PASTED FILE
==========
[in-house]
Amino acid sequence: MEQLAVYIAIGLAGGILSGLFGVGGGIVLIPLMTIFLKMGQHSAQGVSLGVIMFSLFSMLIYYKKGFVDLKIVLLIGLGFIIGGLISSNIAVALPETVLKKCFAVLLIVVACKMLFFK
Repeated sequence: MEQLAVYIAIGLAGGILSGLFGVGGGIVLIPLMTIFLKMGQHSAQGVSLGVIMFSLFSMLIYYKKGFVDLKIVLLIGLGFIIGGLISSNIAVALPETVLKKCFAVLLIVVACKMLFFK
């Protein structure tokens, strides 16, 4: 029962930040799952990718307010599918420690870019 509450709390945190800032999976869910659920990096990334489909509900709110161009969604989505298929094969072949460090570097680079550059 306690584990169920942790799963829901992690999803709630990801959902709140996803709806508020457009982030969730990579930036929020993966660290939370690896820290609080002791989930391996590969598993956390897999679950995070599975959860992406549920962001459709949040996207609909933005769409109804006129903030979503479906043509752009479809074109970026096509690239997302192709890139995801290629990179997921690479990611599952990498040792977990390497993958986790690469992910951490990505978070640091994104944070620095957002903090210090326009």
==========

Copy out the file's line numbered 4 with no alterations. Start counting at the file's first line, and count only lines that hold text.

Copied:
């Protein structure tokens, strides 16, 4: 029962930040799952990718307010599918420690870019 509450709390945190800032999976869910659920990096990334489909509900709110161009969604989505298929094969072949460090570097680079550059 306690584990169920942790799963829901992690999803709630990801959902709140996803709806508020457009982030969730990579930036929020993966660290939370690896820290609080002791989930391996590969598993956390897999679950995070599975959860992406549920962001459709949040996207609909933005769409109804006129903030979503479906043509752009479809074109970026096509690239997302192709890139995801290629990179997921690479990611599952990498040792977990390497993958986790690469992910951490990505978070640091994104944070620095957002903090210090326009």